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Monday, May 23, 2011

Randy Poffo, Requiescat In Pace.

It looks like another steroid related tragedy.

Macho Man Randy Savage dies in accident - Sarasota Herald-Tribune




CLEARWATER - Randy "Macho Man" Savage, a pro wrestler who grew up near Sarasota and wed on Lido Beach last year, died in a car accident in Pinellas County Friday.

Savage, 58, was a seven-time world heavyweight champion and rose to pop culture fame for his flashy wardrobe, bronzed physique and his catchphrase, "Ooh yeah!"

Savage was driving on State Road 694 in Seminole when he lost control of the Jeep Wrangler about 9:30 a.m. Friday, the Florida Highway Patrol said.

The Jeep veered over the raised concrete median divider, crossed over the eastbound lanes and collided head-on with a tree.

Savage — whose legal name is Randy Mario Poffo — died of his injuries at the Largo Medical Center.

Troopers say he may have suffered a "medical event" before the accident; an autopsy will be performed to confirm cause of death.

His wife, Barbara L. Poffo (Lynn Payne), was a passenger in the car and sustained minor injuries. She is being treated at the Bayfront Medical Center in St. Petersburg.

Savage, 58, was a seven-time world heavyweight champion and rose to pop culture fame for his flashy wardrobe, bronzed physique and his catchphrase, "Ooh yeah!"

Savage was driving on State Road 694 in Seminole when he lost control of the Jeep Wrangler about 9:30 a.m. Friday, the Florida Highway Patrol said.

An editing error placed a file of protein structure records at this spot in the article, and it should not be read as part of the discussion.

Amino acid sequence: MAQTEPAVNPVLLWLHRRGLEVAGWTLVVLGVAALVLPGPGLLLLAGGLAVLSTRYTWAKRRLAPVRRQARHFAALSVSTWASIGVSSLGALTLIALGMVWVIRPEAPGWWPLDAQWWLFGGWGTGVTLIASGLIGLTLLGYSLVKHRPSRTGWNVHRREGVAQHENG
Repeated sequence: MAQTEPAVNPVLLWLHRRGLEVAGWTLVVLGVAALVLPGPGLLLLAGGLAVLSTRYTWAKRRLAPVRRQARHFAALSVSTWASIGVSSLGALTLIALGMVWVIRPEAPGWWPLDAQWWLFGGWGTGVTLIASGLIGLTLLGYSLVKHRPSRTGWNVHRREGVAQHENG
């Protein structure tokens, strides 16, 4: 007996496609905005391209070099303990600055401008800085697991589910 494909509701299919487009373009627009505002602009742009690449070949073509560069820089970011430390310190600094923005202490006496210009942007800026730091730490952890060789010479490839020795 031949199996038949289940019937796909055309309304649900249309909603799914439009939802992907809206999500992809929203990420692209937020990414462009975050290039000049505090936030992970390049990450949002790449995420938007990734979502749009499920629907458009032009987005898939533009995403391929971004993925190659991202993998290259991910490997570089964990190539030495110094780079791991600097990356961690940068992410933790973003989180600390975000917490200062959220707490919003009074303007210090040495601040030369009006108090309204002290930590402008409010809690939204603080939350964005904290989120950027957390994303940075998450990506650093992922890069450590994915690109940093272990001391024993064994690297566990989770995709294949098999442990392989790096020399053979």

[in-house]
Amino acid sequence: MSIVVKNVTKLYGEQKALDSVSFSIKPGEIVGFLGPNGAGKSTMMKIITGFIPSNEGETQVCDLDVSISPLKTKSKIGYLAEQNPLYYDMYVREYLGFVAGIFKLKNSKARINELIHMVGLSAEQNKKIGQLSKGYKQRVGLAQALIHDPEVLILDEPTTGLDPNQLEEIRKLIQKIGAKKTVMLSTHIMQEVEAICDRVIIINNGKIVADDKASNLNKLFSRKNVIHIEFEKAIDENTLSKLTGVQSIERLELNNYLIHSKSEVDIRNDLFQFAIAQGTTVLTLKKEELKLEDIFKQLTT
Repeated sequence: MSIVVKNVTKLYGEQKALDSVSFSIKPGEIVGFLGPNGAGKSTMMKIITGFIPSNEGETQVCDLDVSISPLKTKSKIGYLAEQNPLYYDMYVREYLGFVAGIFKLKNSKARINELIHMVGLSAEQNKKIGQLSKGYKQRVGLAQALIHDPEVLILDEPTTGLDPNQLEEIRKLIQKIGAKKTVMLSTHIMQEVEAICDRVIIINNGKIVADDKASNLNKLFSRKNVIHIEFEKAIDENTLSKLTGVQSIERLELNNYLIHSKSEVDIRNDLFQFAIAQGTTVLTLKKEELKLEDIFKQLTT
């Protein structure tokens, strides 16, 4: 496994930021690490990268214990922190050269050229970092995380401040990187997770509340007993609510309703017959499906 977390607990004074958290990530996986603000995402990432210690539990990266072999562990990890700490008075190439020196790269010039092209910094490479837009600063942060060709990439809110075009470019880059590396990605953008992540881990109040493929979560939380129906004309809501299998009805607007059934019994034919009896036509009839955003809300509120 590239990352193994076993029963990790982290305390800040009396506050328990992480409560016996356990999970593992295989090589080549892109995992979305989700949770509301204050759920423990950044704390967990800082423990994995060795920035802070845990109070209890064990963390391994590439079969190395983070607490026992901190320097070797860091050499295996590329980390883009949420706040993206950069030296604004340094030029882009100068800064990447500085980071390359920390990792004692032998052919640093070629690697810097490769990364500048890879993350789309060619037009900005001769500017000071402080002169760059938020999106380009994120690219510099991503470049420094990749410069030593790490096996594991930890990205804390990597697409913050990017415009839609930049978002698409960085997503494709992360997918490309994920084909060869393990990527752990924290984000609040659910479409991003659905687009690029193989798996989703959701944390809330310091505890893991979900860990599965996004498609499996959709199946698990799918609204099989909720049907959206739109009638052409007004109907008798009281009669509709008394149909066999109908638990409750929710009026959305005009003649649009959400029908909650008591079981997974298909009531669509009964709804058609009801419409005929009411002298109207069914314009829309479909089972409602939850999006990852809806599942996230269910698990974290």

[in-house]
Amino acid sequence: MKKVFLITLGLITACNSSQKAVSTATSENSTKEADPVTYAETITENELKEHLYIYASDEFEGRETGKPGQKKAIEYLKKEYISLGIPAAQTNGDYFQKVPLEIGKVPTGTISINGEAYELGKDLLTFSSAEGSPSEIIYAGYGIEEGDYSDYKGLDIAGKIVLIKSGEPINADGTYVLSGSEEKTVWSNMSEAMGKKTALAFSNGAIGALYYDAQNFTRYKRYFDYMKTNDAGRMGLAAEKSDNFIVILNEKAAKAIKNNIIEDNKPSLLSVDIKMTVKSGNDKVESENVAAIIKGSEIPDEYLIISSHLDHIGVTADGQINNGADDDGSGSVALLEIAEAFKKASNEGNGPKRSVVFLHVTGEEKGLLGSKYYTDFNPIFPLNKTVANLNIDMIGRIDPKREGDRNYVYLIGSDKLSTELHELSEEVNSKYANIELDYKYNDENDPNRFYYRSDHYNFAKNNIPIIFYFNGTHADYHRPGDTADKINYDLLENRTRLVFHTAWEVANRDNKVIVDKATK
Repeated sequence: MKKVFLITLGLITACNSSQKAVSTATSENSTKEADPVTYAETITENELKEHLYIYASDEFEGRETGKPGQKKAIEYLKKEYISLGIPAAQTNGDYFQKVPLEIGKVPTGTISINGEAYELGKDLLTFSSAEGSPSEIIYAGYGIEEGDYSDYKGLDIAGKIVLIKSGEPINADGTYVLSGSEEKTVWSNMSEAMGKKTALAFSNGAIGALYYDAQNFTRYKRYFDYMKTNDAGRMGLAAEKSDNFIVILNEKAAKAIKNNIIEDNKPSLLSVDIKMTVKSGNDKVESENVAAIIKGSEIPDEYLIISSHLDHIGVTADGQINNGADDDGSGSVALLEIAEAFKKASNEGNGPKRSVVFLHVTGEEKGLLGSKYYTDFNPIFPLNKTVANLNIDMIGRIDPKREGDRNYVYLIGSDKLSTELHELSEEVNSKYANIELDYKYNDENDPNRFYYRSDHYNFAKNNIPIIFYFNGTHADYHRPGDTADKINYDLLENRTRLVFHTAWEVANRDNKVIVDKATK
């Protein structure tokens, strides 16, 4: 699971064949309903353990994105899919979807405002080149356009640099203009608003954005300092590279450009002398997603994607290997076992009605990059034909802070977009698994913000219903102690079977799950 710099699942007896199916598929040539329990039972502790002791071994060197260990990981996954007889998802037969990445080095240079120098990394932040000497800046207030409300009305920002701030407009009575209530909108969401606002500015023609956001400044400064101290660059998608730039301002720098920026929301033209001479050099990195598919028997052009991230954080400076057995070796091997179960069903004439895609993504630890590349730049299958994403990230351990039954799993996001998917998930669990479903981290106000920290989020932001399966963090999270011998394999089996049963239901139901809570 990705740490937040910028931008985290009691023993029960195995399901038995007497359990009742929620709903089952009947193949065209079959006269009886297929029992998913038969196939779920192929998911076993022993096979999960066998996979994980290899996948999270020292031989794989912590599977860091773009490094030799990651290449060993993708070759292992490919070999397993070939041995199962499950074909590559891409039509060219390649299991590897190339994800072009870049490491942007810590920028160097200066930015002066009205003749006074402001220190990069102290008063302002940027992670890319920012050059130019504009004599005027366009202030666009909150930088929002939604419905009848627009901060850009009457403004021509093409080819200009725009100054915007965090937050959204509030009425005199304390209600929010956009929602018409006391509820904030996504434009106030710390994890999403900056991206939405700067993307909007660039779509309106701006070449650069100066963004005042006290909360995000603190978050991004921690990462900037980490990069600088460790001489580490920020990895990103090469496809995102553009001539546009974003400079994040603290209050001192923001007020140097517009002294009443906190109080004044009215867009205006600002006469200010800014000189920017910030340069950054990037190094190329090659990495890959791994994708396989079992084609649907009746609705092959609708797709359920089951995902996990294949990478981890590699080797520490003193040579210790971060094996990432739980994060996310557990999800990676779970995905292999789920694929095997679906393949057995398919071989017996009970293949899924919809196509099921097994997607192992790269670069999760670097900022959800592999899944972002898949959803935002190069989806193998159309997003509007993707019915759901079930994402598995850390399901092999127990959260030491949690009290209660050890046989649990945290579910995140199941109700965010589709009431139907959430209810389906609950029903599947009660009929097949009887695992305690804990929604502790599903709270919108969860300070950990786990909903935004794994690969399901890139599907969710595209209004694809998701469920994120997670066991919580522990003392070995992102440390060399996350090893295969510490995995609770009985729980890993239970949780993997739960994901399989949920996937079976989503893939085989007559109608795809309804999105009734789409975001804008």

The Jeep veered over the raised concrete median divider, crossed over the eastbound lanes and collided head-on with a tree.

Savage — whose legal name is Randy Mario Poffo — died of his injuries at the Largo Medical Center.

Troopers say he may have suffered a "medical event" before the accident; an autopsy will be performed to confirm cause of death.

His wife, Barbara L. Poffo (Lynn Payne), was a passenger in the car and sustained minor injuries. She is being treated at the Bayfront Medical Center in St. Petersburg.

In May 2010, Savage married Lynne Payne on Lido Beach. Tim Boyles, a wedding photographer, became friends with the couple after shooting the private affair on Lido Beach last May. Aside from the bride and groom, only Savage's mother and brother, and Payne's two adult daughters were present.

"What everyone else saw was a persona," he said. "Randy was a very good, loving man and focused on his family. He never even told me who he was at first. He didn't name-drop or try to impress me."

However, Boyles knew when he met Savage and saw the man with a "huge barrel chest and arms the size of footballs."

Savage played minor league baseball in the Cincinnati Reds farm system in Sarasota before ever entering the wrestling world.

He played one season as a 21-year-old outfielder for Class-A Tampa in 1974. He hit .232 in 461 at-bats, with 19 doubles, nine home runs and 66 RBI.

He also played minor league ball for the St. Louis Cardinals and Chicago White Sox.